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Business news briefs — April 2


Jackson group touts deal

A locally headquartered professional organization for IT “asset managers” — the people in charge of maintaining computer systems and buying software and the like at companies and institutions — on Wednesday touted a deal it has secured with international consulting firm Ernst & Young.

The International Association of IT Asset Managers (IAITAM) said under the agreement, Ernst & Young employees are using an evaluation process that was developed by IAITAM.

Workers involved with Ernst & Young’s forensic technology services will use the evaluation process to determine whether companies and organizations worldwide are following “best practices” concerning such IT functions as updating software licenses and properly disposing of computer hardware and software, according to IAITAM, which is based in Jackson Township. IT experts say sloppy disposal of computer software and hardware can lead to data breaches.

The evaluation process leads to IAITAM certification. The certification is the only IT asset management certification of its kind recognized worldwide, according to the association, which has several dozen workers at its offices on Munson Street Northwest.

“Companies, investors and consumers need to have more confidence in companies when it comes to their IT asset management,” said the founder and CEO of the IT asset managers association, Barbara Rembiesa. “Before this certification, only individual IT asset managers could be marked competent. Now entire organizations will achieve recognition for their practices. This is a big deal in establishing IT credibility on the macro level.”

Ernst & Young, which last year changed its name to EY, said that the partnership allows EY to work with an IT association that is not connected with a software company or other IT business.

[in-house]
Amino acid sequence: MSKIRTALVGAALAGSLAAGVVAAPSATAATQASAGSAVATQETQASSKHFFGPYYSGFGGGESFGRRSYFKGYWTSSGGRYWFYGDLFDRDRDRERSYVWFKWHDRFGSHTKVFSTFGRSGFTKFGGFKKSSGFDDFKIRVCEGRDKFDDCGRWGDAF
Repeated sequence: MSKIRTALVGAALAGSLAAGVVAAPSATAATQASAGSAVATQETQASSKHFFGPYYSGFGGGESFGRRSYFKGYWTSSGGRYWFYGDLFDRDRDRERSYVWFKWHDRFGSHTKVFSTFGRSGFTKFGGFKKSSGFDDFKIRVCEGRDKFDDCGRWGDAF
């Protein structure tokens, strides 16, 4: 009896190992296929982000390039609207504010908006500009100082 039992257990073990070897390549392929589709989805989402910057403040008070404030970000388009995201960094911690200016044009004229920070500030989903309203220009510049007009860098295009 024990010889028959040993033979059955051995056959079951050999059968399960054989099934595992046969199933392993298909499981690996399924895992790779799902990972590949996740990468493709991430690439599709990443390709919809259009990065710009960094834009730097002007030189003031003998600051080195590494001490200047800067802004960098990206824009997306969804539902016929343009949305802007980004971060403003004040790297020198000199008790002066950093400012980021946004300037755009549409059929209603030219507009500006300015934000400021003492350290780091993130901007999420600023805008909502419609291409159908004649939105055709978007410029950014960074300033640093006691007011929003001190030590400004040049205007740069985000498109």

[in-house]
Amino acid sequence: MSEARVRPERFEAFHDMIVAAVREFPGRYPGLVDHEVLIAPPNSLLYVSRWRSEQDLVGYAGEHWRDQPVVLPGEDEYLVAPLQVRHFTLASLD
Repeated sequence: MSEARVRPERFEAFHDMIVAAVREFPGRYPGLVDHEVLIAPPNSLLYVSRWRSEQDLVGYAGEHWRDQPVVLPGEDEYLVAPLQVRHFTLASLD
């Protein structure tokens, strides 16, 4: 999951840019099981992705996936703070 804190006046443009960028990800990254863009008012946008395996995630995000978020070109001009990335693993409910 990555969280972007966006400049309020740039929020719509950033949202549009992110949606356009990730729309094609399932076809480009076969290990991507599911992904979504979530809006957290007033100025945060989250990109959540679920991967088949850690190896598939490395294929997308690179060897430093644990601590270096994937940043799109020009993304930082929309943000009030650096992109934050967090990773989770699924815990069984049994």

Financial terms of the deal were not released.

For more information about IAITAM, go to

— Katie Byard


Chevy Cruze sales increase

Despite a late March stop-sale order and subsequent recall of 172,000 Chevrolet Cruze vehicles, sales of the Lordstown-built compact car were up 14 percent in March, compared with the same time last year, according to General Motors figures.

GM on Friday stopped selling Cruzes from the 2013 and 2014 model years, equipped with a 1.4-liter turbo engine, offering no details on its decision. The company then announced over the weekend that it was recalling those cars for a faulty right front axle shaft that could fracture and separate from the vehicle unexpectedly.

But the possible hit to weekend sales didn’t stop GM from delivering 26,521 Cruze vehicles last month, up from 23,260 during March 2013.


Microsoft has new assistant

Microsoft is showcasing a new virtual assistant as part of an upcoming update for Windows phones. The assistant, named Cortana, tries to be chatty like Siri on Apple’s iPhones and iPads, while anticipating information you might want, like Google Now on Android devices.

Amazon unveils set-top box

Amazon announced it is making a $99 television set-top box, its boldest departure yet from its origins as a simple shopping site. The small, black device, called Amazon Fire TV and available now, will allow consumers to watch Amazon’s video library on their television sets, a first step in the retailer’s ambitious long-range plans to merge shopping and entertainment.

Fire TV will show a range of content from other providers, including Hulu, Netflix and ESPN. With a separate $40 controller, it can be used to play games, including a version of Minecraft.


Payments to be disclosed

Medicare, the U.S. health plan for the elderly and disabled, for the first time will release data on its payments to individual physicians. The U.S. Centers for Medicare and Medicaid Services informed the American Medical Association in a letter that the data would be released April 9.

It will show payments from the estimated $635 billion program to doctors for their medical services and procedures, as well as where they were performed. The AMA and other physician associations have fought the release about doctors’ Medicare payments for more than three decades.

Compiled from staff and wire reports.


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